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2021-2022 Player Preview: Julian Strawther

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The Zags’ next certified bucket-getter.

NCAA Basketball: Northern Arizona at Gonzaga James Snook-USA TODAY Sports

The Tricky Trio may have lost a member with Jalen Suggs off to the NBA after being selected with the fifth pick of the NBA Draft by the Orlando Magic, but that doesn’t mean anyone should sleep on the remaining pair from that talented troika.

Julian Strawther arrived in Spokane ranked as the No. 62 high school player in the ESPN Top 100 for the class of 2020, and throughout his freshman campaign flashed the skills that earned him that ranking—albeit in a limited role. Now entering his sophomore season, Gonzaga will be counting on Strawther to make the leap from brief cameos to a rock solid member of the rotation.

The sophomore wing won’t have to look too far down his own roster to find someone else—Drew Timme—who successfully made that second-year leap. Of course, that comparison may be a bit unfair. Timme played a much larger role during his freshman season than Strawther, and thus was better positioned to take his game to the next level by building off significantly more experience than his younger teammate garnered last year. However, the blue print is there and Strawther certainly has the ability to significantly increase his production in a bigger role for the team.

Where Strawther could really help the Zags is to help fill some of the void left by Corey Kispert and Joel Ayayi a perimeter threat, which is an even more unfair expectation than trying to replicate Timme’s sophomore leap referenced above. Kispert was a generational shooter who earned a starting spot as a freshman, and finished his career as one of the great Zags in the Mark Few era. But his departure leaves Gonzaga with a dearth of perimeter shooting that needs to be replaced.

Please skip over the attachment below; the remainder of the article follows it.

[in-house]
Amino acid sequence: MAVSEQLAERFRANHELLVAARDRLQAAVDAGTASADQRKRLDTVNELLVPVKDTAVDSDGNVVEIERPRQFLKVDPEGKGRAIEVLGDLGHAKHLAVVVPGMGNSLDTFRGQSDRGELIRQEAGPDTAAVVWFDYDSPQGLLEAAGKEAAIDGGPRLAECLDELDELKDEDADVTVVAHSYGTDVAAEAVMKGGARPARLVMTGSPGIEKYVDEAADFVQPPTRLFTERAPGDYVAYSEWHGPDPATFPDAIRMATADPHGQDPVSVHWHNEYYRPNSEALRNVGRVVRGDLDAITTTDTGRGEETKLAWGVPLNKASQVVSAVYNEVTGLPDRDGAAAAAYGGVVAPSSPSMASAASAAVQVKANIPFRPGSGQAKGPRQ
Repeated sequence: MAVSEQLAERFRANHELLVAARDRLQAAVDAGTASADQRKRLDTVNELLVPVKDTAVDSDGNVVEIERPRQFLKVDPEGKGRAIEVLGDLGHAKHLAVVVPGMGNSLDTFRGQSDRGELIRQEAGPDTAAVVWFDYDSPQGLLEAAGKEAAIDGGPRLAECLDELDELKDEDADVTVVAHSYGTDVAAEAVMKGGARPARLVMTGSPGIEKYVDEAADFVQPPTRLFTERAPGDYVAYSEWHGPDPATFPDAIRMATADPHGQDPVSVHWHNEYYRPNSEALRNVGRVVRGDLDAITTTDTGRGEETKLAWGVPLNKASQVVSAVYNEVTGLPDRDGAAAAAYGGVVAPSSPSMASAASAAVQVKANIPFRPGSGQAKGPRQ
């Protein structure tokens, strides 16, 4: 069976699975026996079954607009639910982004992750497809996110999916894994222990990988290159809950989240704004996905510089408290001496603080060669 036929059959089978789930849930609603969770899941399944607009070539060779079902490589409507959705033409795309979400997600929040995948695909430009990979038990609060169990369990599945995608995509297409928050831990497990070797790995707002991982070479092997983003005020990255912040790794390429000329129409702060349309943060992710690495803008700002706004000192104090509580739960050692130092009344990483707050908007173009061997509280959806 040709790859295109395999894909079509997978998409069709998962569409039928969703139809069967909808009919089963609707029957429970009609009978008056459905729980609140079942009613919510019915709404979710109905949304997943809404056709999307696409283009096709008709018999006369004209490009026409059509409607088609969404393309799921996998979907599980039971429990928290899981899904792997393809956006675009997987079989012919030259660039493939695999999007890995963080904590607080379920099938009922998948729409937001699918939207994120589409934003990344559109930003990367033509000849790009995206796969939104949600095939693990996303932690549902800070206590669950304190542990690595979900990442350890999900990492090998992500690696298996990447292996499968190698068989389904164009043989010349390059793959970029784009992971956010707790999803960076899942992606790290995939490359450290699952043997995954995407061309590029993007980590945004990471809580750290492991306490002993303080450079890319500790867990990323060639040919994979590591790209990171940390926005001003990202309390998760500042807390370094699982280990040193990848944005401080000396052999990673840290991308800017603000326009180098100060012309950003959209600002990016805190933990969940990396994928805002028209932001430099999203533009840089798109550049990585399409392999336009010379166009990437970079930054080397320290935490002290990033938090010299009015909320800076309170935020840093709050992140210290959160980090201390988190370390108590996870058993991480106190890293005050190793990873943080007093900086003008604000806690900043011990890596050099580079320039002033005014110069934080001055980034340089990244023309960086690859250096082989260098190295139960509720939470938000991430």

Strawther finished the 2020-21 season shooting “only” 32.1% from the three-point line in 28 attempts, but his stroke on the perimeter looked better and better as the season moved along and he was shooting a pretty ball by the end of the season that makes me believe in his ability to improve those numbers in the upcoming campaign. In his last 13 appearances, Strawther went 8-15 from the three-point line as his confidence and comfort grew. It’s not reasonable to expect Strawther to continue converting at that clip over the course of a season and against better defenses than what he faced in some of his appearances when the outcome was long decided, but he certainly looks like he has the shooting stroke to be better than a 32% producer from the arc, and he showed in high school that he has the scoring mentality and ability to be a go-to option.

If Strawther can bump his three-point shooting percentages up a few points and threaten the 40% threshold while increasing his output, similar to what Ayayi produced last year (38.9% on 37-95 shooting from 3PT), that would significantly help Gonzaga shore up what is the team’s primary weakness heading into the season and earn him a much larger role in the rotation when coupled with his length and potential to be a disruptor on the boards and in the passing lanes.

We saw a lot to like from Strawther in his 186 minutes of game action last year, but for Gonzaga to return to the Final Four he will need to turn his enormous potential to production. I’m confident that he will.